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Salt firing

Salt firing is a process where unglazed ware is fired to high temperatures and salt is introduced to produce a vapor that glazes the ware.

Key phrases linking here: salt glazing, salt-glazing, salt firing, soda firing, salt fired, salt-fired - Learn more


Salt firing is a process where unglazed ware is fired to high temperatures and salt fumes are introduced into the kiln chamber (normally by a spray in the burner ports). The sodium in the salt forms a vapour cloud in the kiln. That sodium, along with the silica and alumina in the clay, combine to form a glass to glaze the ware. Bodies that contain high silica thus form the best interface with the glaze.

The salt glazing process has many historical roots. Salt glazed ware typically has distinctive marbled and variegated surface effects. Many books showcase these. An increasing number of web pages extol the process and potters pay considerable amounts to attend workshops to learn about it. There is, however, a bias toward describing the process in the language of art rather than science. One potter described her preference for the process saying that "the voice of the fire just does not speak to her" in electric-fired ware, with soda firing her ware "says what she wants it to say". And the historic and cultural biases, rather than logic, tend to push the methods and processes used.

Salt glazed ware can be suitable for functional use, but there are caveats. Sodium has the highest thermal example of all common oxides so glazes are almost certain to craze. This will greatly impact ware strength and functionality. Not surprisingly, the oxide formulas of salt glazes fall well outside of normal glaze chemistry profiles. That means there is a danger of surface leaching, resulting in a loss of gloss or change in appearance. It is thus desirable to use a fitted liner glaze on functional pieces. Sodium is a very active flux and the salt-glazing process is theoretically feasible at lower temperatures than are commonly done. Whatever the range used, the body should be vitreous to produce strong ware.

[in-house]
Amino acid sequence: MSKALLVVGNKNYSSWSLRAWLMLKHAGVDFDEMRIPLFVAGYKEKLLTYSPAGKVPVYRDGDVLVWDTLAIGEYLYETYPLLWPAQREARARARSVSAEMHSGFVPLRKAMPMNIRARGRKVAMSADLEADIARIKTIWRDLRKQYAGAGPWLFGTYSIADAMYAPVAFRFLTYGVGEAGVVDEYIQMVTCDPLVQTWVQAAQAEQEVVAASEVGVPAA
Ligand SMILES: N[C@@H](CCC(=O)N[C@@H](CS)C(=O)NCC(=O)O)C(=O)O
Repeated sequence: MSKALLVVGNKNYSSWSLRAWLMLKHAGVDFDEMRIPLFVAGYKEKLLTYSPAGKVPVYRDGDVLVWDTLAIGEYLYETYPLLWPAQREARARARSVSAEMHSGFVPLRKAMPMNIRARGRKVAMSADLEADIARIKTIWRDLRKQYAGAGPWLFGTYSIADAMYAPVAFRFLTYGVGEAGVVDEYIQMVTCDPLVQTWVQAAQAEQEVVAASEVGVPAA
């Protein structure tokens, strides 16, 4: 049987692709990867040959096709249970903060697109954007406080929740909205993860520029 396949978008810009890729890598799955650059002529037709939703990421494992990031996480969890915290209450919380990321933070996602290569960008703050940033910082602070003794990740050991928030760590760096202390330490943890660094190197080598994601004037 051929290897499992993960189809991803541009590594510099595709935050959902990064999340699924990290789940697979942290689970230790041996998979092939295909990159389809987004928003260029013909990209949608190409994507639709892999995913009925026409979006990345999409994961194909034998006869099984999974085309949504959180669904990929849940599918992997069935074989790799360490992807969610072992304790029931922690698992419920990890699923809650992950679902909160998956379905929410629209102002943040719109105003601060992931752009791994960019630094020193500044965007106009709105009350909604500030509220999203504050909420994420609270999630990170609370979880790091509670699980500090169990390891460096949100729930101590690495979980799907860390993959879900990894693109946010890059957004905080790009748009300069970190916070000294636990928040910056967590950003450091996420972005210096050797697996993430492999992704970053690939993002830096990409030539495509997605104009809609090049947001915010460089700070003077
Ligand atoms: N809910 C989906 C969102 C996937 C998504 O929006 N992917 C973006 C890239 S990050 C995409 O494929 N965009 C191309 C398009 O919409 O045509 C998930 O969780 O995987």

Sodium vapor glazing using compounds other than sodium chloride (table salt) is practiced by many people.

There has been quite a bit of discussion about the safety and environmental concerns of salt vs. soda firing. It does not appear to be a foregone conclusion that soda is better than salt or even that chlorine is released in salt firings (rather than HCL vapor). Some reports on the Internet claim that measurements done on kilns have demonstrated that salt firing is as clean or cleaner than fuel reduction firing.

Related Information

Salt glazed pieces almost always craze

Crazing in glazes is common in this type of ware but since the body is fired well into vitrification this is not considered a problem (the unique aesthetics of this type of ware trump such issues). Salt glazes, by their very nature, are high in sodium. Since Na2O has such high thermal expansion pieces are almost guaranteed to craze. This was from kiln at the Medalta artist in residence program

Wood/Soda fired Cone 10 mug by John Cummings

A salt glazed sewer pipe junction

A salt glazed sewer pipe junction

Made at Alberta Clay Products in Alberta, Canada about 1960. These are massive. They were hand-constructed. This was fired in a beehive kiln and is on display inside one next to the Plainsman Clays plant (a historic site). Ceramic glazes are normally slurries of clay, quartz and and fluxes like sodium feldspar, calcium carbonate or dolomite - these are applied to ware before firing. But, in this salt-glazing process, common table salt was literally shovelled into a hole at the top as the kiln reached temperature (about 2350F)! The salt decomposed, separating into sodium vapour and chlorine gas within the chamber and the sodium reacted with the quartz-containing clay to form a durable glaze. Unfortunately the chlorine gas escaped into the air!

Plainsman P580, P600, H570 soda fired samples

These fire ivory to bone with in reduction.

Soda and salt kilns at the Medalta International Artists in Residence

In Medicine Hat, Alberta, Canada. Designed by Aaron Nelson.

Rear of soda and salt kilns at the Medalta International Artists in Residence

In Medicine Hat, Alberta, Canada. Designed by Aaron Nelson.

Salt glaze beehive kiln beside the Plainsman Clays plant

This was built just after the turn of the 20th century and was one of about 20 at the Alberta Clay Products company. It was used to fire salt-glazed ceramic pipe, these were used for municipal sewer and water lines. A ceramic industry quickly grew in the city because it had good clay, natural gas, plenty of water, a dry climate, industrious people, a large river and it was on the Trans Canada highway and railway.

A studio salt kiln being unloaded

Notice how ware is set on pads of clay to enable the salt vapours to access the underside. Salt and soda kilns degrade over time as the sodium eats away at the interior bricks. Shelves must be covered in kiln wash to preserve them.


Glossary Kiln Firing
All types of ceramic are fired in a kiln to cement particles together to produce a hard and water and temperature resistant product.
Glossary Flashing
A visual effect that occurs in wood and salt firing of ceramic ware. Many potters value the effect and use special materials and firing methods to enhance it.
By Tony Hansen
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